Toward the Setting Sun: John Ross, the Cherokees and the Trail of Tears

Toward the Setting Sun: John Ross, the Cherokees and the Trail of Tears

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by Brian Hicks
     
 

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Toward the Setting Sun chronicles one of the most significant but least explored periods in American history, recounting the little known story of the first white man to champion the voiceless Native American cause.

Son of a Scottish trader and a quarter-Cherokee woman, Ross was educated in white schools and was only one-eighth Indian by blood. But as…  See more details below

Overview

Toward the Setting Sun chronicles one of the most significant but least explored periods in American history, recounting the little known story of the first white man to champion the voiceless Native American cause.

Son of a Scottish trader and a quarter-Cherokee woman, Ross was educated in white schools and was only one-eighth Indian by blood. But as Cherokee chief in the mid-nineteenth century, he would guide the tribe through its most turbulent period. The Cherokees' plight lay at the epicenter of nearly all the key issues facing a young America: western expansion, states' rights, judicial power, and racial discrimination. Clashes between Ross and President Andrew Jackson raged from battlefields and meeting houses to the White House and Supreme Court. As whites settled illegally on the Nation's land, the chief steadfastly refused to sign a removal treaty. Only when a group of renegade Cherokees betrayed their chief and negotiated an agreement with Jackson's men was he forced to begin his journey west. In one of America's great tragedies, thousands died during the Cherokees' migration on the Trail of Tears.

Toward the Setting Sun retells the story of expansionism from the native perspective, and takes a critical look at the well-rehearsed story of American progress.

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Editorial Reviews

Publishers Weekly
Hicks (Raising the Hunley) revisits U.S. treachery and deceit toward Native Americans in his study of John Ross, the Cherokee chief who for 20 years led his people in defense of their lands. As the population of the fledgling U.S. grew, so too did pressure on the Cherokees to quit their land. Foremost among the advocates of Cherokee removal was Andrew Jackson, who used every power at his command--including eventually the power of the presidency--to see Cherokee land settled by whites. Against this formidable foe stood an unlikely champion, trading post owner John Ross. Only a fraction Cherokee, Ross nevertheless felt a powerful connection to the people and their cause, journeying repeatedly to Washington to plead their case and gain some sort of protection from the depredations of settlers and overzealous politicians. Ultimately defeated, he turned to doing what he could to ease the brutality of the long, bitter, and--for many thousands of Cherokee--fatal march on foot into the West along what came to be called the Trail of Tears. Richly detailed and well-researched, the heartbreaking history unfolds like a political thriller with a deeply human side. (Jan.)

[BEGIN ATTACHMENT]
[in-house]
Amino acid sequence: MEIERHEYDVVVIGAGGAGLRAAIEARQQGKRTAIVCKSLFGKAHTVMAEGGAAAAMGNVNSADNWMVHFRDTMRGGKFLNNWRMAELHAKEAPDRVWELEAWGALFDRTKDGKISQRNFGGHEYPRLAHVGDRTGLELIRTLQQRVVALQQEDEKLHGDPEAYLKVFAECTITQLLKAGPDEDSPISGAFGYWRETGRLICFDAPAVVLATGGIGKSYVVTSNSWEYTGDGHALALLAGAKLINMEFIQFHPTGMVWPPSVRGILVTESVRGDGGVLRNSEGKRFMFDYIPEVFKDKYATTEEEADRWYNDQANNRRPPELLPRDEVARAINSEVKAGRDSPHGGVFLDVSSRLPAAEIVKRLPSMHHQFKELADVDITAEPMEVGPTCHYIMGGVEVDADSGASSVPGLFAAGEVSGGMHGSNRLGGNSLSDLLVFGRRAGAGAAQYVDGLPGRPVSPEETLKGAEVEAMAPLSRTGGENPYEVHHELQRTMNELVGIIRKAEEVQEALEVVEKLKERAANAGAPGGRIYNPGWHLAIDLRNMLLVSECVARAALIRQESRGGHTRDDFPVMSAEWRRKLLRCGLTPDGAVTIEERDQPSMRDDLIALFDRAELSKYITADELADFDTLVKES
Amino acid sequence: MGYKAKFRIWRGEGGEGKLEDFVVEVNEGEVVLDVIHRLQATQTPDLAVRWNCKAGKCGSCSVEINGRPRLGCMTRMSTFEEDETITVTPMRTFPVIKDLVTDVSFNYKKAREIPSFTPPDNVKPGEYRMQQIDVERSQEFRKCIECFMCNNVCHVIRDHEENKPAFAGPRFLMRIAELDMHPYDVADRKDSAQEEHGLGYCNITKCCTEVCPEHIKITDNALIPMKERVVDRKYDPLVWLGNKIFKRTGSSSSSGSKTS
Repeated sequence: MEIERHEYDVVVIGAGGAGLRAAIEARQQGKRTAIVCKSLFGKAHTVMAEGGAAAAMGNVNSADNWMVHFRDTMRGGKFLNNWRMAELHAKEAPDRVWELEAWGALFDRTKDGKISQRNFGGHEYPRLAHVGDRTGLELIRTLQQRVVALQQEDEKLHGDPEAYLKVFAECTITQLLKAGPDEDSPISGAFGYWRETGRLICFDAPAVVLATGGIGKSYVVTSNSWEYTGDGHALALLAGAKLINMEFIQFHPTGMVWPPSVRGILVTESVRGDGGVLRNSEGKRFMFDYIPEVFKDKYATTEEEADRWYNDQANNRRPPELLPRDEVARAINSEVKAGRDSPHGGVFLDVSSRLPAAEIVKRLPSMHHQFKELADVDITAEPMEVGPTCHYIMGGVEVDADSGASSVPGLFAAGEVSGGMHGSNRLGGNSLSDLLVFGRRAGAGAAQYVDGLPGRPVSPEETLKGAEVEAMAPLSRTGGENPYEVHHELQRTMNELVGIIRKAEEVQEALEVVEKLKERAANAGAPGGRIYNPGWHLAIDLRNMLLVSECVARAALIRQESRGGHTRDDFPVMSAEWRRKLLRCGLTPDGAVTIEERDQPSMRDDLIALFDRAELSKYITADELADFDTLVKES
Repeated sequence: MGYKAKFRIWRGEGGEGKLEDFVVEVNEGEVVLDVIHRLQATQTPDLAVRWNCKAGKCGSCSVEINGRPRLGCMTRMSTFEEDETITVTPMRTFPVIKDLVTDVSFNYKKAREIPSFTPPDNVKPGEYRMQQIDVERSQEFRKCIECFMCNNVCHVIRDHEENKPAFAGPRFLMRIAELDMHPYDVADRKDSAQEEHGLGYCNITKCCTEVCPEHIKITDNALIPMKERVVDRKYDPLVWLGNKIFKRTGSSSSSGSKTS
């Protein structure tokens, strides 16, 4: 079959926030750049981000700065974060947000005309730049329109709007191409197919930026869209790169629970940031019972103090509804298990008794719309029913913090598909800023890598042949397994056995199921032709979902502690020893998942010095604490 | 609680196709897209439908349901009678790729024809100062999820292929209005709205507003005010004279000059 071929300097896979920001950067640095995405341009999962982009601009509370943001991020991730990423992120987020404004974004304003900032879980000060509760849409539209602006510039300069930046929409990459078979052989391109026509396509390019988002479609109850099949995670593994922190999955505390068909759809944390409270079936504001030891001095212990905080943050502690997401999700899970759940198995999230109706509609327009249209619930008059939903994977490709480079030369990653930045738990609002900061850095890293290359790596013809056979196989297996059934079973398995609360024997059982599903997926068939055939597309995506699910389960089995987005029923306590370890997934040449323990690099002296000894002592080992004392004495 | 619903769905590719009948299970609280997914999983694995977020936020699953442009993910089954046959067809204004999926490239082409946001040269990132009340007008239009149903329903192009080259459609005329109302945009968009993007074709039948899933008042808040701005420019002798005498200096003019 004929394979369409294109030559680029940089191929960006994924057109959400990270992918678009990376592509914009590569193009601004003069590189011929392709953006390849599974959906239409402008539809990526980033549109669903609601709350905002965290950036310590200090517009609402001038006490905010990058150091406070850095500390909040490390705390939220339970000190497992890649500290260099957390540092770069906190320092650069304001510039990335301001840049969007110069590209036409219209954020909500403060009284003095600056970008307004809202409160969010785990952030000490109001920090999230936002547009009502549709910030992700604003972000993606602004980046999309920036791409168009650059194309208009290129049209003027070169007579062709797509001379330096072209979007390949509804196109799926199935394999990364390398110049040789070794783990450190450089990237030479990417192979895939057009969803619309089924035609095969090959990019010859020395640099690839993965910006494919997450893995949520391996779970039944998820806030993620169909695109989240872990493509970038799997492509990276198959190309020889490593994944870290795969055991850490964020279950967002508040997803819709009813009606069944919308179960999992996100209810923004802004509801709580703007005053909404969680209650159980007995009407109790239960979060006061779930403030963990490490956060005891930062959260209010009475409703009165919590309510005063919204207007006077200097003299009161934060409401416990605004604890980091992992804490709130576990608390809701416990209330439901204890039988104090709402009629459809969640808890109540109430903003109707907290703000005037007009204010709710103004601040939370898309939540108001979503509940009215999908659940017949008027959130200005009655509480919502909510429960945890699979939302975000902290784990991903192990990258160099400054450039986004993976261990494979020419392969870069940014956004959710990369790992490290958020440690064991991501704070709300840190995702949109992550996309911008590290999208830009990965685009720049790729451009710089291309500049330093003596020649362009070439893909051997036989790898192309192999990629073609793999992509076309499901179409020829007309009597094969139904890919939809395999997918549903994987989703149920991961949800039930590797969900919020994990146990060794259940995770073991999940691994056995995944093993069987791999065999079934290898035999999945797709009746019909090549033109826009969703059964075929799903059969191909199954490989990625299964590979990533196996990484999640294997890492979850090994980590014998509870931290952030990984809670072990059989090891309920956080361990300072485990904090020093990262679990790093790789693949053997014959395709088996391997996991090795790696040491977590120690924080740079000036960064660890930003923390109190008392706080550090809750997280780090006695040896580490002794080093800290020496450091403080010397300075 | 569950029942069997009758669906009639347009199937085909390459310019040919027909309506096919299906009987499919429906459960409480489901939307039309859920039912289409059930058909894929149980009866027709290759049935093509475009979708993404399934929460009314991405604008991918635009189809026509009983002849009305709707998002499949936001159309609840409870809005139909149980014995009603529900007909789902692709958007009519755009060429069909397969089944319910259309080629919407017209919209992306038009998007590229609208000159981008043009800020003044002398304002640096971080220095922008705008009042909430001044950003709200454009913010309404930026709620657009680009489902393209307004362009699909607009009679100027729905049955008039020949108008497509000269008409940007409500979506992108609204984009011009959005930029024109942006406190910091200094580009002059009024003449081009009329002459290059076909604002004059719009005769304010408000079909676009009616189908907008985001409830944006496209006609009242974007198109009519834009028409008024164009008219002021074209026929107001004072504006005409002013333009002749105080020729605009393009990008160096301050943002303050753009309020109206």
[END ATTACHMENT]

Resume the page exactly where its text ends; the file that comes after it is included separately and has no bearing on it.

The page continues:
From the Publisher

“Richly detailed and well-researched, this heartbreaking history unfolds like a political thriller with a deeply human side.”—Publishers Weekly

“A vigorous account of the forced removal of the Cherokee people from their southern homelands. . .[Hicks] takes a measured view of Ross’s opponents and allies alike, shedding new light on the career of other eminent figures such as the newspaperman and Confederate general Stand Watie. A welcome addition to Cherokee history.”—Kirkus

“By focusing on the people behind the tragedy of the Cherokee and the Trail of Tears, Brian Hicks makes us see how individual men and women shaped the complex course of history. Written with sympathy and verve, Toward the Setting Sun is an important book that is also a pleasure to read.”—Nathaniel Philbrick, author Why Read Moby-Dick?, The Last Stand: Custer, Sitting Bull, and the Battle of the Little Bighorn and the National Book Award-winning In the Heart of the Sea